"What's she talking about?" Kelvin swung his gaze to Brody.
Brody shrugged. "Apparently she's got some personal issues to work out."
"Well, she can't work them out on my billboard."
"I'm getting the impression the billboard is a symbol of her personal issues."
"I don't give a damn. Get 'er down."
"How do you propose I do that?"
Kelvin squinted at the billboard. "How'd she get up there?"
"Big mystery. But why don't we just let her have at it? She's bound to run out of steam soon enough in this heat."
"Are you nuts? Hell, man, she's already blacked out the top lip." Kelvin anxiously shifted his weight, bunched his hands into fists. "I won't stand for this. Find a way to get her down. Now!"
"What do you want me to do? Shoot her?"
"It's a thought," Kelvin muttered.
"Commanding the sheriff to shoot a jilted bride won't help you get reelected."
"It ain't gonna help my reelection bid if she falls off that billboard and breaks her fool neck because I didn't stop her."
Kelvin cursed up a blue streak and swiped a meaty hand across his sweaty forehead. "I was supposed to be getting doughnuts so me and Marianne could have a nice, quiet breakfast before church, but hell no, I gotta deal with this stupid crap." Kelvin, a self-proclaimed playboy, had never married. Marianne was his one hundred and twenty pound bullmastiff.
"Go get your doughnuts, Mayor," Brody said. "I've got this under control."
Kelvin shot him a withering look and pulled his cell phone from his pocket. Brody listened to the one-sided conversation, his eyes on Rachael, who showed no signs of slowing her assault on the vampish pout.
"Rex," Kelvin barked to his personal assistant. "Go over to Audie's, have him open the hardware store up for you, get a twenty-five-foot ladder, and bring it out to the Valentine billboard."
There was a pause from Kelvin as Rex responded.
"I don't care if you stayed up 'til three a.m. playing video games with your geeky online buddies. Just do it."
With a savage slash of his thumb on the keypad, Kelvin hung up and muttered under his breath, "I'm surrounded by morons."
Brody tried not to take offense at the comment. Kelvin liked his drama as much as he liked ordering people around.
Fifteen minutes later, Rex showed up with a collapsible yellow ladder roped to his pickup truck. He was barely twenty-five, redheaded as rhubarb, and had a voice deep as Barry White's, with an Adam's apple that protruded like a submarine ready to break the surface. Brody often wondered if the prominent Adam's apple had anything to do with the kid's smooth, dark, ebony voice.
Up on the billboard, Rachael was almost finished with the mouth. She had slashes of angry black paint smeared across the front of her wedding gown. While waiting on Rex to show up with the ladder, Kelvin had spent the time trying to convince her to come down, but she was a zealot on a mission and she wouldn't even talk to him.
"I want her arrested," Kelvin snapped. "I'm pressing charges."
"You might want to reconsider that," Brody advised. "Since the election is just a little more than three months away and Giada Vito is gaining favor in the polls."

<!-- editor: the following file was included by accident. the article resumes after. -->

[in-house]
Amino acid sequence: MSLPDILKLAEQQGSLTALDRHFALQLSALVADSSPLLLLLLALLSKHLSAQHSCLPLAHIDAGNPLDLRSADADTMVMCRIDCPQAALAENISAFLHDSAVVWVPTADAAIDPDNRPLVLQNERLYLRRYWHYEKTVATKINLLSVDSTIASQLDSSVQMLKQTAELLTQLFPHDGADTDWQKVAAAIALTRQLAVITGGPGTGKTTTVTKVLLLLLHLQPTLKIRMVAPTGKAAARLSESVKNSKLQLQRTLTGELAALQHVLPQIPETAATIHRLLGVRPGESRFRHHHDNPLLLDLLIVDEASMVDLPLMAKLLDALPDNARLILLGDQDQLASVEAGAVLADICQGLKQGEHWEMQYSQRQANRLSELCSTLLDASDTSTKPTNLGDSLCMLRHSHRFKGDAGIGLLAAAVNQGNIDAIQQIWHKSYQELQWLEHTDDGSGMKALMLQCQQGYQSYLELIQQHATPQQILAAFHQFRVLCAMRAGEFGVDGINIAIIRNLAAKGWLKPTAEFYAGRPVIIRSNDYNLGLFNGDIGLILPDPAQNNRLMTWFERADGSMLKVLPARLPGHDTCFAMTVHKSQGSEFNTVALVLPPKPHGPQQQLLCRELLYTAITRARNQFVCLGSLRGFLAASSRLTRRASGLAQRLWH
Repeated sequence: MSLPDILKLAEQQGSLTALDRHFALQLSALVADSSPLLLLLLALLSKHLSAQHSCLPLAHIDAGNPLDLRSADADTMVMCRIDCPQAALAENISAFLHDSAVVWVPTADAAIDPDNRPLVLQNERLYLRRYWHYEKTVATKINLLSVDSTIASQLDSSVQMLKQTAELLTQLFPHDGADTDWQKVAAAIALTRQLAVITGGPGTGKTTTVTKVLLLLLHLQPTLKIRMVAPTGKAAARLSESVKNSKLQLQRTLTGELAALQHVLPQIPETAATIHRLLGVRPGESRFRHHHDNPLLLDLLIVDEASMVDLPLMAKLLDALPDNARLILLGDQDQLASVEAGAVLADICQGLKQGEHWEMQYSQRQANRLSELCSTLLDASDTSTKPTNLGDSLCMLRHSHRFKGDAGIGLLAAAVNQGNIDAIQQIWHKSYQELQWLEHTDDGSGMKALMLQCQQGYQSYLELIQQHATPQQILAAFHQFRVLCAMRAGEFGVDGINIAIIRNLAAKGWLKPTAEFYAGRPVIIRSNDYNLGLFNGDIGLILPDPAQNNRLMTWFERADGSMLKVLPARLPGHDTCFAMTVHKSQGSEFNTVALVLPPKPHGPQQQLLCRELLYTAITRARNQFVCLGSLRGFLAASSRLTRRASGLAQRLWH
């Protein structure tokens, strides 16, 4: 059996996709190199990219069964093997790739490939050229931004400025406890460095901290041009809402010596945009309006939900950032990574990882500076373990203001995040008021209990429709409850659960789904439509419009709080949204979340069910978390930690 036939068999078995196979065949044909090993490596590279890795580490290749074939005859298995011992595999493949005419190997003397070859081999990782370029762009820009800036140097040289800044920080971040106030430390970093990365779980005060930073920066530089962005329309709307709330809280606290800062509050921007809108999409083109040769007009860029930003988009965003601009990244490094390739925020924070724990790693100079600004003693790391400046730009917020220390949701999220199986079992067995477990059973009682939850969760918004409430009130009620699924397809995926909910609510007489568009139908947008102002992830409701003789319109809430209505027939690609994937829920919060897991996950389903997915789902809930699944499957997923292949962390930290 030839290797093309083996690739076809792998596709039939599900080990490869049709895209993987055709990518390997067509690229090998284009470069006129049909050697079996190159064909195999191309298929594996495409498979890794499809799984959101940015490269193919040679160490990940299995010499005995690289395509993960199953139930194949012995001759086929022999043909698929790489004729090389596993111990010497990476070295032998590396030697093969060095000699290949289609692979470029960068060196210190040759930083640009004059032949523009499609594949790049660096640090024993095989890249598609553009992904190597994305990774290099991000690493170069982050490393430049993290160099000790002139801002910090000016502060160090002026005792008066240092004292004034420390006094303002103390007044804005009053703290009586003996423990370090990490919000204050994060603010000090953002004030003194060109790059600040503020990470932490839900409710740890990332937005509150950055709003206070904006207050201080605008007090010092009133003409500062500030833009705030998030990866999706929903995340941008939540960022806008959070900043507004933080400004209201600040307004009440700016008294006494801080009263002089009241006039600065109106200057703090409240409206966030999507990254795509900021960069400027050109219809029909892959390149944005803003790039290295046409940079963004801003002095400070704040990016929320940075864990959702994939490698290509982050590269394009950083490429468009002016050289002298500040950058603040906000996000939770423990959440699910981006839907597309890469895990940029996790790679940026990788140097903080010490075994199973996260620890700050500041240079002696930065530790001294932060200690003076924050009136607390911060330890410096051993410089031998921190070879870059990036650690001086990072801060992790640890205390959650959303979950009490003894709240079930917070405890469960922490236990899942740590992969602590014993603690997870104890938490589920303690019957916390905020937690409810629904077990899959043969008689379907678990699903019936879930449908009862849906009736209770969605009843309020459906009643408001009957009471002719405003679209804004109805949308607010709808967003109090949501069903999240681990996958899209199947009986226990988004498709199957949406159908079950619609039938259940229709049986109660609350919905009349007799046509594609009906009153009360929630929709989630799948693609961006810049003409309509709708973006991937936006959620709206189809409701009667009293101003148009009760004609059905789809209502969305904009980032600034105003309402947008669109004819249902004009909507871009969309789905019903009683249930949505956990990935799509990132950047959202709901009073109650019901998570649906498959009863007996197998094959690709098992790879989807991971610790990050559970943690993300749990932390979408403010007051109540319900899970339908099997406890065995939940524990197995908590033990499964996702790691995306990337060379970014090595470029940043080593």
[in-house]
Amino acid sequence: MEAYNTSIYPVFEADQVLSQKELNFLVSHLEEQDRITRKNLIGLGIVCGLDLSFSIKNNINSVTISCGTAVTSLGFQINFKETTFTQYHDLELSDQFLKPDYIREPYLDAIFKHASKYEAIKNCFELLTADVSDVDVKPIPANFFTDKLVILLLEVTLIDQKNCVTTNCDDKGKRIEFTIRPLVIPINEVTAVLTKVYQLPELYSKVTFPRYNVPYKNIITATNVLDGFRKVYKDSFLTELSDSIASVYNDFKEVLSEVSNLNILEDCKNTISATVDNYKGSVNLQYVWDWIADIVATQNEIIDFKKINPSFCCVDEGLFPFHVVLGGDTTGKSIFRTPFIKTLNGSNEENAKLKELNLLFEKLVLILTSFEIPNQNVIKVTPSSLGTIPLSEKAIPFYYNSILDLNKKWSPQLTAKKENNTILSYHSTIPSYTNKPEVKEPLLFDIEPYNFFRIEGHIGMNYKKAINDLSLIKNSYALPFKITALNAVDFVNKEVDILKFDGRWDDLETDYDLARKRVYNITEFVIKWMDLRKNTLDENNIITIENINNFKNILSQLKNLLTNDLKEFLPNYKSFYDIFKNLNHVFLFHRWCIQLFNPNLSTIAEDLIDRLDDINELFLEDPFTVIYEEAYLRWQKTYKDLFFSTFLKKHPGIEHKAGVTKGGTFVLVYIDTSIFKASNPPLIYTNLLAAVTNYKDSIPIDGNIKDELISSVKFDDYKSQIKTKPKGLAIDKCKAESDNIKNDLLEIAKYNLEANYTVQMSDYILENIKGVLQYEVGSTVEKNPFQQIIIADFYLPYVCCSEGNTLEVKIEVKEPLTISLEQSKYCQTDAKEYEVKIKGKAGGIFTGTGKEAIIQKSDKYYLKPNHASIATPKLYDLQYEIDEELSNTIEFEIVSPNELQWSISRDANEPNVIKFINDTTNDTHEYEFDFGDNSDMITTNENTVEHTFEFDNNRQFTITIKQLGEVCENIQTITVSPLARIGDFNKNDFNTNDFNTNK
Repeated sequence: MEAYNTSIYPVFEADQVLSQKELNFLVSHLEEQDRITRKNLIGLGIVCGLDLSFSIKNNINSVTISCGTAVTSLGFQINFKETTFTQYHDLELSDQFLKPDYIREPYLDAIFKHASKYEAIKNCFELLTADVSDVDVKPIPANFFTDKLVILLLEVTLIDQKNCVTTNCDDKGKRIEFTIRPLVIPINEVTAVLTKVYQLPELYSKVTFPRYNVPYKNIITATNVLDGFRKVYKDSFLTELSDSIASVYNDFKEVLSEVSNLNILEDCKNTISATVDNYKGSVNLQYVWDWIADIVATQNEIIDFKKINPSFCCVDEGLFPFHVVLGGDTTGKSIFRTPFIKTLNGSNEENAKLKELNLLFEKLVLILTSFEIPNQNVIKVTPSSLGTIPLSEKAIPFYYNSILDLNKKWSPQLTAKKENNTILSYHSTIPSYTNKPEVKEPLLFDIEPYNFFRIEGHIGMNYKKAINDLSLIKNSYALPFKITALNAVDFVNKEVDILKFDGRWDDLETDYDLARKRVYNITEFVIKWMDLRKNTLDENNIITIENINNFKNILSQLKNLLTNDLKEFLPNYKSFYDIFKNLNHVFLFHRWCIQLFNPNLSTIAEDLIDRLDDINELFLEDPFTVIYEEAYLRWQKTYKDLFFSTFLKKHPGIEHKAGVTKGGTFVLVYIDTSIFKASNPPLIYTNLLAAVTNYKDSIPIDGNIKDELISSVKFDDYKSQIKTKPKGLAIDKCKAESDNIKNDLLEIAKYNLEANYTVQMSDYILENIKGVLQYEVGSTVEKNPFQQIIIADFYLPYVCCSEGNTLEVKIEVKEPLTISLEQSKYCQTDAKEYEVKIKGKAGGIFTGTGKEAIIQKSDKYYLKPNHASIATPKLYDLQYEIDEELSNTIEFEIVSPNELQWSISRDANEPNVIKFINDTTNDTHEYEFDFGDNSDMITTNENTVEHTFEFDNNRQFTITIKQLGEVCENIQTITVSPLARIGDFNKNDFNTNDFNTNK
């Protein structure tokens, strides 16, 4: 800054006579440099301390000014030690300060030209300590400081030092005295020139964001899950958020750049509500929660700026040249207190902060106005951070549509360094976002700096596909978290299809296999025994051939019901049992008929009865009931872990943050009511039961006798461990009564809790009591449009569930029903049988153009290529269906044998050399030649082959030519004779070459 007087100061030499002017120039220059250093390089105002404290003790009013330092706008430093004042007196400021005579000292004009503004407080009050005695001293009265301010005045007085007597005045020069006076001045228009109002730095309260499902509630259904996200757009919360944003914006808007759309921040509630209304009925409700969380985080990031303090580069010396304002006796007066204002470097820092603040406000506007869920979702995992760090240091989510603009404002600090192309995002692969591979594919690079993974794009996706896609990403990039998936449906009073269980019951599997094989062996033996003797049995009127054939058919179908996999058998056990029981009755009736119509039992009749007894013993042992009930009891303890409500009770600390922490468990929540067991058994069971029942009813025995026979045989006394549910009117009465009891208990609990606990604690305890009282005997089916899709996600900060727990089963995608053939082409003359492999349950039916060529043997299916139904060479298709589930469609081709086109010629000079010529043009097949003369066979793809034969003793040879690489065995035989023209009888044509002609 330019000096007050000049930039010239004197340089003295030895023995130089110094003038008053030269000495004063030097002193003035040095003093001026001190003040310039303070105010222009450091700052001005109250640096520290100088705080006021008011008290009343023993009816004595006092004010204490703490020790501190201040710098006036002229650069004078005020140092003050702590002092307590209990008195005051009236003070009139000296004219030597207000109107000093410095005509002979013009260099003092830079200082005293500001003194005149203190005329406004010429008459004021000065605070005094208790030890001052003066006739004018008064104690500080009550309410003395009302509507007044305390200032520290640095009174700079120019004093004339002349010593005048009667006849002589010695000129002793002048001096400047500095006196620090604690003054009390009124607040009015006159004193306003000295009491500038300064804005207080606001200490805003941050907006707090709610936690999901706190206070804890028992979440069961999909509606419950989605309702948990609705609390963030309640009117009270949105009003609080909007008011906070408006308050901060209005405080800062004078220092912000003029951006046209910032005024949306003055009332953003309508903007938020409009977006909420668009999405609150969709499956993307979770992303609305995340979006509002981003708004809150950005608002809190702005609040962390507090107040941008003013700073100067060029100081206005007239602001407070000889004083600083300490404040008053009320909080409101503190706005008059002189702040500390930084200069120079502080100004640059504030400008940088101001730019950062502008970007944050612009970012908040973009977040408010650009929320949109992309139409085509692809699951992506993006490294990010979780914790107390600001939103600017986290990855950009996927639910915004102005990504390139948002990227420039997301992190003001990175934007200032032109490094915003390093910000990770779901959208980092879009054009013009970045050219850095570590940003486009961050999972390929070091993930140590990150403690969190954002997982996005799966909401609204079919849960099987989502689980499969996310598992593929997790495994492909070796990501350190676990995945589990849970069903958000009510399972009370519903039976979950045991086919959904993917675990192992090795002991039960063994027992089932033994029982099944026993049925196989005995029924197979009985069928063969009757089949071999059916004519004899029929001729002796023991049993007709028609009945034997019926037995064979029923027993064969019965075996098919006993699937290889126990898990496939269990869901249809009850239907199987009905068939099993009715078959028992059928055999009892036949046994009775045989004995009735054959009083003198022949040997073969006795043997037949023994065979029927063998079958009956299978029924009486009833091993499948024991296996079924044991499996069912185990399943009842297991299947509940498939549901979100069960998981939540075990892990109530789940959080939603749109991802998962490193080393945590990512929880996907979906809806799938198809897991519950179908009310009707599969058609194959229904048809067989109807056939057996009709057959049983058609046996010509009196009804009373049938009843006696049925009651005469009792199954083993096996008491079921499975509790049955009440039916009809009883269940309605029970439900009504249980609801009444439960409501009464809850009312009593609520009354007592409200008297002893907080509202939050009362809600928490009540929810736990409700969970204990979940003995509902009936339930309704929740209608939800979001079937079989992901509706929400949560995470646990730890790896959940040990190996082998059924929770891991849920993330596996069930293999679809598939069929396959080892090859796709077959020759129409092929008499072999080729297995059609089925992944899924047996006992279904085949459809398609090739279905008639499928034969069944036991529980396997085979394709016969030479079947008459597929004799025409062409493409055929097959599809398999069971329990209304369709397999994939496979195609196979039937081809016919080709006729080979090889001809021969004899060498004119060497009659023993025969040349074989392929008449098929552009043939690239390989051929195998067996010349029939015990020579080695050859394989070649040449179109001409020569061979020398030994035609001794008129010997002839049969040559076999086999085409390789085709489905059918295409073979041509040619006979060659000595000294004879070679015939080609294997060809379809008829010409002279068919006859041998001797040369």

The polls being the gossip at Higgy's Diner. He knew the mayor was grandstanding. For the first time in Kelvin's three-term stint, he was running opposed. Giada Vito had moved to Valentine from Italy and she'd gotten her American citizenship as soon as the law allowed. She was a dyed-in-the-wool Democrat, the principal of Valentine High, drove a vintage Fiat, and didn't mince her words. Especially when it came to the topic of Valentine's favored son, Kelvin P. Wentworth IV.
"Hey, you leave the legal and political machinations to me. You just do your job," said Kelvin.
Brody blew out his breath and went to help Rex untie the ladder. What he wanted to do was tell Kelvin to shove it. But the truth was the woman needed to come down before she got hurt. More than likely, the wooden billboard decking was riddled with termites.
He and Rex got the ladder loose and carried it over to prop it against the back of the billboard. It extended just long enough to reach the ladder rungs that were attached to the billboard itself.
Kelvin gave Brody a pointed look. "Up you go."
Brody ignored him. "Rachael, we've got a ladder in place. You need to come down now."
"Don't ask her, tell her," Kelvin hissed to Brody, then said to Rachael, "Missy, get your ass down here this instant."
"Get bent," Rachael sang out.
"That was effective," Brody muttered.
Rex snorted back a laugh. Kelvin shot him a withering glance and then raised his eyebrows at Brody and jerked his head toward the billboard. "You're the sheriff. Do your job."
Brody looked up at the ladder and then tried his best not to glance down at his leg. He didn't want to show the slightest sign of weakness, especially in front of Kelvin. But while his Power Knee was pretty well the most awesome thing that had happened to him since his rehabilitation, he'd never tested it by climbing a ladder, particularly a thin, wobbly, collapsible one.